Unlocking Workers’ Potential through Modern Labour Platforms

June 17, 2021

Unlocking Workers’ Potential through Modern Labour Platforms

Online platforms have enabled people to access new forms of work, opening the door to temporary or non-traditional work schedules. Ridesharing and food delivery are the primary examples. These platforms, however, operate within siloed environments, with the terms set in favour of the platform owner. In some cases, these online platforms are in a race to the bottom, putting the worker at a disadvantage by trying to lower the cost of labour, resulting in lower earning potential for the worker.

In this video, Wingham Rowan explains how we can harness the power of online platforms to benefit the worker and corporation equally; the concept is called “modern markets for all.” Instead of each app maintaining its own database of users and its own terms, governments could provide centralized systems that connect the workforce with employers. These systems could enable a larger pool of talent, provide better benefits to the workers, and monitor for opportunities to optimize the workers’ skills to allow them to access more work opportunities through other government programs and supports. This is not some utopian fantasy, says Wingham — it’s commercially and technologically viable.

After watching the video, read more about “modern markets for all” in Wingham’s CIGI policy brief here.

My name’s Wingham Rowan. I ran British government programs that created a new kind of labour platform for all sorts of gig work. That platform has now also been launched by public agencies in California. And for 25 years, I’ve been tracking the development of marketplaces — that’s any exchange where buyers and sellers meet to trade labour, finance, services or other essentials — and I’ve seen a dramatic split emerging.

At the top of the economy — inside these buildings — international financial institutions have built themselves markets that use new technologies to create incredible depth, breadth, actionable data, risk-mitigation tools, proactive opportunity-seeking facilities, and all for the tiniest charges.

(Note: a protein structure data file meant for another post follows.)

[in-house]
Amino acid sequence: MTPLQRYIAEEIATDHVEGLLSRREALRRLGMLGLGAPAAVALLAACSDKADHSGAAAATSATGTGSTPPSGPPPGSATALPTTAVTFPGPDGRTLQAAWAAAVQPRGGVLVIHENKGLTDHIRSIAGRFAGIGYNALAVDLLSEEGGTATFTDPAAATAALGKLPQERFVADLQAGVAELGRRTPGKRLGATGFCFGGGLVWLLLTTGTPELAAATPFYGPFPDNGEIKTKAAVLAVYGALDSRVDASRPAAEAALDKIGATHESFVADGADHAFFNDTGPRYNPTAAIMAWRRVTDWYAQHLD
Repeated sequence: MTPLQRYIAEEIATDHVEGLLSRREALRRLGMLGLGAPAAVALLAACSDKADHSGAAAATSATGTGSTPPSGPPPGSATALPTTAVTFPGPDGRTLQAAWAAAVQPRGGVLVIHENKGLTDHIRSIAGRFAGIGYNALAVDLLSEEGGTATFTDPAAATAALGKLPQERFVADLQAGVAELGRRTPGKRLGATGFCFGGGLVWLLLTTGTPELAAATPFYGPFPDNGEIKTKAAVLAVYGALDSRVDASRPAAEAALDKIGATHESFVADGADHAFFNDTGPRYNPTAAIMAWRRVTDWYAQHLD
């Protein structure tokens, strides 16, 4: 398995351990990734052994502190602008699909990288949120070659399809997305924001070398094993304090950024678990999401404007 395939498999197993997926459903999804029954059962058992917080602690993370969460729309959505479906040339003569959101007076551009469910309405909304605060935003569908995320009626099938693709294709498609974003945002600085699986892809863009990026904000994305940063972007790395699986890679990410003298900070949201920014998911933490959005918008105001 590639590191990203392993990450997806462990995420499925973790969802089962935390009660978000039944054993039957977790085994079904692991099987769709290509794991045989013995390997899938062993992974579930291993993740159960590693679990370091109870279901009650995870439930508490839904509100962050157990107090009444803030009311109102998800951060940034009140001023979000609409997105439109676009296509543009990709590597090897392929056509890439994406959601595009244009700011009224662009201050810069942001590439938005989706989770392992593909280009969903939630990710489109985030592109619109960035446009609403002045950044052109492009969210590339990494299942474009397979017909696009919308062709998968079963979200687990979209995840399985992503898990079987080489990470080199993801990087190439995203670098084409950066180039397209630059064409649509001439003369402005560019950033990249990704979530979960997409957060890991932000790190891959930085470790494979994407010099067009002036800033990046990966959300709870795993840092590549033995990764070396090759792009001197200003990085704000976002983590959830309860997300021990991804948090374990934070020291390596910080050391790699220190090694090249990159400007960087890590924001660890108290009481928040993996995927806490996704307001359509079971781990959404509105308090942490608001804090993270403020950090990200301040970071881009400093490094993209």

These phenomenally powerful new markets underpin financialization — that’s the suck of money out of the mainstream economy into constant selling and reselling of financial assets.

And what about regular people over here? They’re also typically using new platforms to find economic opportunity. But the “markets” they’re using are too often skewed against the sellers.

Uber is the best known of new labour platforms. They’ve been reported cutting worker pay, intentionally misleading the workforce, distorting activity to undermine their competitors and systematically misleading regulators. For this service, Uber charges 30 percent or so of each worker’s earnings — or more.

Uber is not an outlier in today’s labour platforms. We have this astonishing disparity in today’s economies between incredibly powerful markets serving the top tiers and labour platforms serving the base of the economy that are primarily based around cutting labour costs and maximizing advantages for operators.

It’s a tragedy because modern marketplace technologies could do so much for regular people in uncertain times. Imagine a system of markets dedicated to unlocking your full economic potential with streams of data about what skills you could add to your portfolio most profitably. Imagine these markets have new financial functions that they incentivized investment in your development and interventions to support strugglers. And that they did all this for the tiniest overheads.

That’s not some utopian fantasy — it’s commercially and technologically viable. But the private sector can’t do it alone. It requires a policy that we call “modern markets for all.” Read about it in my CIGI policy brief.

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The opinions expressed in this article/multimedia are those of the author(s) and do not necessarily reflect the views of CIGI or its Board of Directors.